The table lists the worldwide PE production and the countries/regions producing most (90%) of that. The amounts are given in million tonnes of oil equivalent per year (1 Mtoe/a = 11.63 TWh/a = 1.327 GW). The data[2] are of 2015.[note 2]

Click on a column header to arrange countries/regions by that kind of primary energy.

Total Coal Oil & Gas Nuclear Renewable
WORLD 13790 3870 7390 671 1854
China 2496 1868 328 45 256
United States 2019 431 1218 216 152
Mid-East 1884 1 1880 1 2
Russia 1334 200 1060 51 22
Africa 1118 155 567 3 392
European Union 771 145 183 223 218
India 554 263 68 10 213
Canada 471 31 365 26 50
Indonesia 426 244 105 0 75
Australia 381 299 74 0 8
Brazil 279 3 153 4 120
Norway 208 1 194 0 13
Mexico 192 8 165 3 16
Venezuela 183 1 175 0 7
Kazakhstan 164 47 116 0 1

The top producers of the USA are Texas 20%, Wyoming 11%, Pennsylvania 8%, W Virginia 5% and Oklahoma 4%.[6]

In the Mid-East the Persian Gulfstates Iran, Iraq, Kuwait, Oman, Qatar, Saudi Arabia and the Arab Emirates produce most. A small part comes from Bahrain, Jordan, Lebanon, Syria and Yemen.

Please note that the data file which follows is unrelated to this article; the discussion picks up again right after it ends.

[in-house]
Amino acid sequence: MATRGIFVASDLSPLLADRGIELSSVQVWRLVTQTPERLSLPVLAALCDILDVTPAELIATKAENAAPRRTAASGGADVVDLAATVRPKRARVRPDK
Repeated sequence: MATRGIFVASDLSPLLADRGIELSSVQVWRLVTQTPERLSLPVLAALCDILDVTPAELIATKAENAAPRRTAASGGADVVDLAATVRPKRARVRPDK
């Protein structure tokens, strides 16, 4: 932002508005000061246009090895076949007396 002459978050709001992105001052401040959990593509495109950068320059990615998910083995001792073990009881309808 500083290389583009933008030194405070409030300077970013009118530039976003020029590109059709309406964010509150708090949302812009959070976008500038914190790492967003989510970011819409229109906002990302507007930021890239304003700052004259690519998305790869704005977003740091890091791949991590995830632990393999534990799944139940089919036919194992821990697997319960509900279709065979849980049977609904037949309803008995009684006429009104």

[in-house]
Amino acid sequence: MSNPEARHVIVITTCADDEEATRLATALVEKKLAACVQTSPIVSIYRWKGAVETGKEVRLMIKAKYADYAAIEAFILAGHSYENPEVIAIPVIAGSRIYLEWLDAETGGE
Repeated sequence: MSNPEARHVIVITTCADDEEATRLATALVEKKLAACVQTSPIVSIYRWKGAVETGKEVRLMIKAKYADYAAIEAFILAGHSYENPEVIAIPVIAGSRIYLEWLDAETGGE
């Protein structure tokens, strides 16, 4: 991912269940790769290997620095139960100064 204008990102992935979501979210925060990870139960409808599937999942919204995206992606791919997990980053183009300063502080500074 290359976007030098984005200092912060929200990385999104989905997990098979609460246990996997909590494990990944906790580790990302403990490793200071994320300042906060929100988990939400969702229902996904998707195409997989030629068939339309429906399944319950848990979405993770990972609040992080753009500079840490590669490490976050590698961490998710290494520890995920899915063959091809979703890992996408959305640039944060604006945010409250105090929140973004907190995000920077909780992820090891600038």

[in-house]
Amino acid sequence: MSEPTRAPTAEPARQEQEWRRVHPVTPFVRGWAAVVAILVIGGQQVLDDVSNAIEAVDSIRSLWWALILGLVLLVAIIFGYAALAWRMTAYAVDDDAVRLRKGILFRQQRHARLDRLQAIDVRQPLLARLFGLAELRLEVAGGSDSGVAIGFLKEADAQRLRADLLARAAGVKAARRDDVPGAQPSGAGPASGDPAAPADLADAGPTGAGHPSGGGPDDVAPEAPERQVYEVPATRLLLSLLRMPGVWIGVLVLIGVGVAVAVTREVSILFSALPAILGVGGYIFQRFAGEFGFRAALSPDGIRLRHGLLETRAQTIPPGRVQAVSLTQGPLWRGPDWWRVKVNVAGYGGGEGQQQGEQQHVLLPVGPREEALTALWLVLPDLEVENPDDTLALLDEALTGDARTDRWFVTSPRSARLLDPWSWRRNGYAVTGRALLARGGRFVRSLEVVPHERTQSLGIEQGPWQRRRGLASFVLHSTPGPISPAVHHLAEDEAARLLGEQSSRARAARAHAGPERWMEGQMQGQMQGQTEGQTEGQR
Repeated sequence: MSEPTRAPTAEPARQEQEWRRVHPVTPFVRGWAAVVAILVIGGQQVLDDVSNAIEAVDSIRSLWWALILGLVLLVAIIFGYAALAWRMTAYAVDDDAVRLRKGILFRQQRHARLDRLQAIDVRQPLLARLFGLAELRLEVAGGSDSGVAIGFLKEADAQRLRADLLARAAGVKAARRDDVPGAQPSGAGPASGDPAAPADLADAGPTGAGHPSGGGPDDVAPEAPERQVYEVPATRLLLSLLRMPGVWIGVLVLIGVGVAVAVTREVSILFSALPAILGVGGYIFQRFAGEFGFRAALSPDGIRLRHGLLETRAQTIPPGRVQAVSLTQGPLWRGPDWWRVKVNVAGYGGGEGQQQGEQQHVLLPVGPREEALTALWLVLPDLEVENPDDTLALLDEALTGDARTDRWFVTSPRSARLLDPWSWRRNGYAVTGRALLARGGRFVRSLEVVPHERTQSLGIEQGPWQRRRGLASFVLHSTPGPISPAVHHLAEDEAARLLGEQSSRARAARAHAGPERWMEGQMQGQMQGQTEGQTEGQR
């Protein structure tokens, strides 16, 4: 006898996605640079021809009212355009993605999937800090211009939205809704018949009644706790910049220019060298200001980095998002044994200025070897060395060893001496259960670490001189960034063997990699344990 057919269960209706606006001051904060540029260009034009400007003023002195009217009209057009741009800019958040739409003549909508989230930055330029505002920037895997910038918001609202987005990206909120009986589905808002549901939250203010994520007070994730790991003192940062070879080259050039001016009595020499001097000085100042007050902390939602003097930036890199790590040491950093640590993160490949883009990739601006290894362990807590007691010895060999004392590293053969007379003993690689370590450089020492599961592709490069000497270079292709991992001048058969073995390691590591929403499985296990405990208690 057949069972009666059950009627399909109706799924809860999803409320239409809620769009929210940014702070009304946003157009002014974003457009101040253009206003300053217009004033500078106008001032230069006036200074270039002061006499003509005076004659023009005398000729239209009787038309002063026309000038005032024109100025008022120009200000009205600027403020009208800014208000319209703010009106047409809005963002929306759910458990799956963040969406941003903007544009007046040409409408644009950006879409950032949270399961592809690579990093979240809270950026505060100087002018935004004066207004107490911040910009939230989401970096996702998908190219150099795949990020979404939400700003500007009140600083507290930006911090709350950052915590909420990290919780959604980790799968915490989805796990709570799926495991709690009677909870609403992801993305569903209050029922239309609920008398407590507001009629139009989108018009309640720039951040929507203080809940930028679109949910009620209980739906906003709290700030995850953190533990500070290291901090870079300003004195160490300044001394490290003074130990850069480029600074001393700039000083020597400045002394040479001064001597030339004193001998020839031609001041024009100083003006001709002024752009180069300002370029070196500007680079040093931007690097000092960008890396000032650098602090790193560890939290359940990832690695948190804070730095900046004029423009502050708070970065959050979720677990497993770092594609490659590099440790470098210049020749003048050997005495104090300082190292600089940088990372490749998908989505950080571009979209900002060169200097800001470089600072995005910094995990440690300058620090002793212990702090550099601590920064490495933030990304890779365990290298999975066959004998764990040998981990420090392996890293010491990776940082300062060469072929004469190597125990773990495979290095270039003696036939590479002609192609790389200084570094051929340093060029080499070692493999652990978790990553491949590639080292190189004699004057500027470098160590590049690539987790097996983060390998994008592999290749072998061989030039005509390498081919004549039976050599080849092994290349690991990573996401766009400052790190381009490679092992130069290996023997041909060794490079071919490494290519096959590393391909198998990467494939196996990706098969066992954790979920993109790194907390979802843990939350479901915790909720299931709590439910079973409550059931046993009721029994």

The top producers in Africa are Nigeria (254), S-Africa (167), Algeria (138) and Angola (100).

In the EU France (138, mainly nuclear), Germany (120), UK (119), Poland (68, mainly coal) and Netherlands (48, mainly natural gas) produce most.

Of the world renewable supply 1319 is biofuel and waste, mostly in developing countries,[7] 334 is generated with hydro power and 200 with other renewables.

For more detailed energy production see

Trend[edit]

From 2010 to 2015 worldwide production increased 8%, with big differences among regions. The EU produced 9% less, Africa 5% less, China 12% more, the USA 17% more.[2] A small part of the renewables, solar and wind energy, increased fast: a factor 3.[8] in line with the strong growth since 1990.[7] In China not only solar and wind increased, 5 times, but also nuclear production, 130%.[8]

From production to final consumption[edit]

Export minus Import
Mid-East 1216
Russia 610
Africa 317
Australia 250
Indonesia 200
Canada 200
Norway 177
S-Korea -237
United States -258
India -307
Japan -410
China -489
European Union -706

World total primary energy supply of 155,505 TWh (or 13,371 Mtoe) by region in 2012 (IEA, 2014)[5]

  OECD (39.2%)
  Middle East (5.1%)
  Non-OECD Europe /Eurasia (8.9%)
  China (21.8%)
  Asia (w/o China) (12.3%)
  Non-OECD Americas (4.6%)
  Africa (5.5%)
  Bunkers (2.6%)